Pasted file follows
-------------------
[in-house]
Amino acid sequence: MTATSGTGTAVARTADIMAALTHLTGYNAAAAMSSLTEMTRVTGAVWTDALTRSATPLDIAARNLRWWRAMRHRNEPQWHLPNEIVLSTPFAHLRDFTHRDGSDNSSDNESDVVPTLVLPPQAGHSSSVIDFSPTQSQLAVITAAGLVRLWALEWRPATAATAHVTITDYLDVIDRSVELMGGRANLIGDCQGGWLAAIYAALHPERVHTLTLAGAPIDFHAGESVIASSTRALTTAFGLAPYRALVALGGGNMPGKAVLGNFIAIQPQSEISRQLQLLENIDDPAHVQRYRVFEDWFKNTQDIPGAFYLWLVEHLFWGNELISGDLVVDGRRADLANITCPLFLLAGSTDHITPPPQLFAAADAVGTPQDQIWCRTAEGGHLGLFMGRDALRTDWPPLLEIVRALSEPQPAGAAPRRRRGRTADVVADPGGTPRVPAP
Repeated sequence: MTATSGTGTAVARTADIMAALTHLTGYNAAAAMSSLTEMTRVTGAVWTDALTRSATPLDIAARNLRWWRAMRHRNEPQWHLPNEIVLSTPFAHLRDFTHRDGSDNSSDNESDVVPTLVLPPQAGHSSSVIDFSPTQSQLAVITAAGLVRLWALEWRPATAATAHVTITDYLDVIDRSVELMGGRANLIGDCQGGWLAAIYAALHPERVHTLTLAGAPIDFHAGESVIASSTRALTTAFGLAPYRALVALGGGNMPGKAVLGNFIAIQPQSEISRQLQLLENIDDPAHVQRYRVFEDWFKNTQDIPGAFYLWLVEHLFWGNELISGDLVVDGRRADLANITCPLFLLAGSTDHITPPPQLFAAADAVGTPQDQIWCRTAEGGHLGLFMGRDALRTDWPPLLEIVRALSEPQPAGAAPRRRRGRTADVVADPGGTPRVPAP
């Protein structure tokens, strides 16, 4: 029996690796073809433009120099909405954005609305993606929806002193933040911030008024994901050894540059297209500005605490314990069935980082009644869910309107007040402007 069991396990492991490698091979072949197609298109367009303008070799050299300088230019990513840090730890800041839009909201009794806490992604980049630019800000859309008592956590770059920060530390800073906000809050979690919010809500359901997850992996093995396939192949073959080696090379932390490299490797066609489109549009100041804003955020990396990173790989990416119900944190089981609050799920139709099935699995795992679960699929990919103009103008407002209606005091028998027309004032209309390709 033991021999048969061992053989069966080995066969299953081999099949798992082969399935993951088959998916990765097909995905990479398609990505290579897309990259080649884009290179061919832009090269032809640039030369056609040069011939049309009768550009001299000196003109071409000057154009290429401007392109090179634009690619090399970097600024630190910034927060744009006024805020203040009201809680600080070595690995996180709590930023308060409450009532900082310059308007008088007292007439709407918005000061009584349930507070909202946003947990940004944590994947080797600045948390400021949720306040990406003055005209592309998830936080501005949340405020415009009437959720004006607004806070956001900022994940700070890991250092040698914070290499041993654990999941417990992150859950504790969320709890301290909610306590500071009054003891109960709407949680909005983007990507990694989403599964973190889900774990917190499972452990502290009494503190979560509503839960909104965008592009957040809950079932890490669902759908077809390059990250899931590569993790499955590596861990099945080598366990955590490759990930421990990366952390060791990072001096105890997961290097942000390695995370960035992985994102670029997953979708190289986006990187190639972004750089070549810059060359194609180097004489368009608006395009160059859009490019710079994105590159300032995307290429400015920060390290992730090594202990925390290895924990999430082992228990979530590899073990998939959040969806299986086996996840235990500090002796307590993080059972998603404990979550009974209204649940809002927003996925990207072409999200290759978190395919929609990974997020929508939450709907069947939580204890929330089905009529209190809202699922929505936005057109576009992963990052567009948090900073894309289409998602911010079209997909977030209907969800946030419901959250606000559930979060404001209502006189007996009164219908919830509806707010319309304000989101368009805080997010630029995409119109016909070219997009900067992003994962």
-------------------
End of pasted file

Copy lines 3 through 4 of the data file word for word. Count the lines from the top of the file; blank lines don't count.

Repeated sequence: MTATSGTGTAVARTADIMAALTHLTGYNAAAAMSSLTEMTRVTGAVWTDALTRSATPLDIAARNLRWWRAMRHRNEPQWHLPNEIVLSTPFAHLRDFTHRDGSDNSSDNESDVVPTLVLPPQAGHSSSVIDFSPTQSQLAVITAAGLVRLWALEWRPATAATAHVTITDYLDVIDRSVELMGGRANLIGDCQGGWLAAIYAALHPERVHTLTLAGAPIDFHAGESVIASSTRALTTAFGLAPYRALVALGGGNMPGKAVLGNFIAIQPQSEISRQLQLLENIDDPAHVQRYRVFEDWFKNTQDIPGAFYLWLVEHLFWGNELISGDLVVDGRRADLANITCPLFLLAGSTDHITPPPQLFAAADAVGTPQDQIWCRTAEGGHLGLFMGRDALRTDWPPLLEIVRALSEPQPAGAAPRRRRGRTADVVADPGGTPRVPAP
């Protein structure tokens, strides 16, 4: 029996690796073809433009120099909405954005609305993606929806002193933040911030008024994901050894540059297209500005605490314990069935980082009644869910309107007040402007 069991396990492991490698091979072949197609298109367009303008070799050299300088230019990513840090730890800041839009909201009794806490992604980049630019800000859309008592956590770059920060530390800073906000809050979690919010809500359901997850992996093995396939192949073959080696090379932390490299490797066609489109549009100041804003955020990396990173790989990416119900944190089981609050799920139709099935699995795992679960699929990919103009103008407002209606005091028998027309004032209309390709 033991021999048969061992053989069966080995066969299953081999099949798992082969399935993951088959998916990765097909995905990479398609990505290579897309990259080649884009290179061919832009090269032809640039030369056609040069011939049309009768550009001299000196003109071409000057154009290429401007392109090179634009690619090399970097600024630190910034927060744009006024805020203040009201809680600080070595690995996180709590930023308060409450009532900082310059308007008088007292007439709407918005000061009584349930507070909202946003947990940004944590994947080797600045948390400021949720306040990406003055005209592309998830936080501005949340405020415009009437959720004006607004806070956001900022994940700070890991250092040698914070290499041993654990999941417990992150859950504790969320709890301290909610306590500071009054003891109960709407949680909005983007990507990694989403599964973190889900774990917190499972452990502290009494503190979560509503839960909104965008592009957040809950079932890490669902759908077809390059990250899931590569993790499955590596861990099945080598366990955590490759990930421990990366952390060791990072001096105890997961290097942000390695995370960035992985994102670029997953979708190289986006990187190639972004750089070549810059060359194609180097004489368009608006395009160059859009490019710079994105590159300032995307290429400015920060390290992730090594202990925390290895924990999430082992228990979530590899073990998939959040969806299986086996996840235990500090002796307590993080059972998603404990979550009974209204649940809002927003996925990207072409999200290759978190395919929609990974997020929508939450709907069947939580204890929330089905009529209190809202699922929505936005057109576009992963990052567009948090900073894309289409998602911010079209997909977030209907969800946030419901959250606000559930979060404001209502006189007996009164219908919830509806707010319309304000989101368009805080997010630029995409119109016909070219997009900067992003994962």